Researchers at Tel Aviv University have discovered that algae can yield mass quantities of hydrogen, which is considered the world's cleanest energy source.
Researchers have now revealed how microalgae can produce hydrogen and also suggest a possible mechanism for mass production of this eco-friendly energy source. This research result has been presented in back-to-back studies in Plant Physiology and Biotechnology for Biofuels.
Dr. Iftach Yacoby, head of TAU's renewable energy laboratory, along with Rinat Semyatich, Haviva Eisenberg, Iddo Weiner and Oded Liran, who are his students at the School of Plant Sciences and Food Security at TAU's Faculty of Life Sciences were the lead researchers of this study.
Researchers previously believed that algae can only produce hydrogen in the course of a single microburst during sunrise, and that lasts only for a few minutes. However, Dr. Yacoby and his team of researchers used a highly sensitive technology to find that algae can produce hydrogen from photosynthesis throughout the day, and not just during early mornings.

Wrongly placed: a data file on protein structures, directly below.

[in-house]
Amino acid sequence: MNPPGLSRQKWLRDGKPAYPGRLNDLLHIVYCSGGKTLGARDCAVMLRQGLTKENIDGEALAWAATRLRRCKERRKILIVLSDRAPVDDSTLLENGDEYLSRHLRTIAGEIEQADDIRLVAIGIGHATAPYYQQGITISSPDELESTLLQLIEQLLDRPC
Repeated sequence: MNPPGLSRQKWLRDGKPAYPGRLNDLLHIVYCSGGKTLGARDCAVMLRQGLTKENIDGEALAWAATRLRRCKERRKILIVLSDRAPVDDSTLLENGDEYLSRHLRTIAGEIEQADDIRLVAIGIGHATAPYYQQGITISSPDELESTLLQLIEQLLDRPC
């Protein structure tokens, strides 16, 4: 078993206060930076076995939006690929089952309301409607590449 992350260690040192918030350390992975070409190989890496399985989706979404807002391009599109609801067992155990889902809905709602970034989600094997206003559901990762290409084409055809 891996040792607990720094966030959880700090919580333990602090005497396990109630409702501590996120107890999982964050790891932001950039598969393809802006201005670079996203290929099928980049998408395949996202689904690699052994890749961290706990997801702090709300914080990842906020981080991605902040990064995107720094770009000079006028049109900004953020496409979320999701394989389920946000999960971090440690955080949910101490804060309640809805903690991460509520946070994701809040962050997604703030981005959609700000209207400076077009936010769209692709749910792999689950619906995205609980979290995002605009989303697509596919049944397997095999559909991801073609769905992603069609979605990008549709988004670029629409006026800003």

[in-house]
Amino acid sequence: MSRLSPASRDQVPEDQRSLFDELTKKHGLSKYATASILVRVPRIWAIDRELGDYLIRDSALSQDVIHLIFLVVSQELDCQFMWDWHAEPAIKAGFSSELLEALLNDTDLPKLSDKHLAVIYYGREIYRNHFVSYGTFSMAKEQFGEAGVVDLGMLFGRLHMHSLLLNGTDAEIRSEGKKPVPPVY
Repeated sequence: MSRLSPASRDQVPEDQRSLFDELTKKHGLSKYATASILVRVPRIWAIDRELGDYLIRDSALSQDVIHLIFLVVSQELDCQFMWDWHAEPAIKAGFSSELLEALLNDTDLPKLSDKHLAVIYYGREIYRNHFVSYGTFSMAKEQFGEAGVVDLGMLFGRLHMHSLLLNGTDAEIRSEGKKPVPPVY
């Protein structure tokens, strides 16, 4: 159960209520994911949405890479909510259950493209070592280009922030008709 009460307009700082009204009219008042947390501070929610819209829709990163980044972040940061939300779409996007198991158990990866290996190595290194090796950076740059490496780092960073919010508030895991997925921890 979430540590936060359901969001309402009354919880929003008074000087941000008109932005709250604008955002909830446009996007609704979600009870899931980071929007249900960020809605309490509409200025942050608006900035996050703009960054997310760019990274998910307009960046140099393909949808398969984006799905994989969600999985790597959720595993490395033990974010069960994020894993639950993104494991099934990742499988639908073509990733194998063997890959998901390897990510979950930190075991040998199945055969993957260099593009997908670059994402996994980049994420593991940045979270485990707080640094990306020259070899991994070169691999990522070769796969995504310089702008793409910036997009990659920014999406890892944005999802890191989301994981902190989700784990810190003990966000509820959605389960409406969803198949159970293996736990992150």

Having successfully finished this research, the research team harnessed genetic engineering to enhance algae's clean energy production by almost 400%.
Increasing Algae's Output of Hydrogen
Laboratory demonstrations proved that algae can produce hydrogen with the help of an enzyme known as hydrogenase. This enzyme breaks down in the presence of oxygen. Researchers found effective mechanisms to remove oxygen so that hydrogenase can continue producing hydrogen.
The discovery of the mechanisms makes it clear that algae have a huge underutilized potential for the production of hydrogen fuel. The next question is how to beef up production for industrial purposes -- to get the algae to overproduce the enzyme.
Dr Iftach Yacoby, TAU
Almost 99% of the hydrogen produced in the United States is derived from natural gas. However, the techniques used to derive hydrogen from natural gas are uneconomical and toxic.
Answering the Need for Clean Energy
I grew up on a farm, dreaming of hydrogen. Since the beginning of time, we have been using agriculture to make our own food. But when it comes to energy, we are still hunter-gatherers. Cultivating energy from agriculture is really the next revolution. There may be other ways to produce hydrogen, but this is the greenest and the only agricultural one. The world burns in just one year energy it took the earth over a million years to produce. We must stop being hunters and gatherers of energy. We must start producing clean energy -- for our children and for our children's children.
Dr Iftach Yacoby, TAU
Dr. Yacoby is now involved in finding synthetic enzymes that can increase hydrogen production from microalgae for various applications in the industrial levels.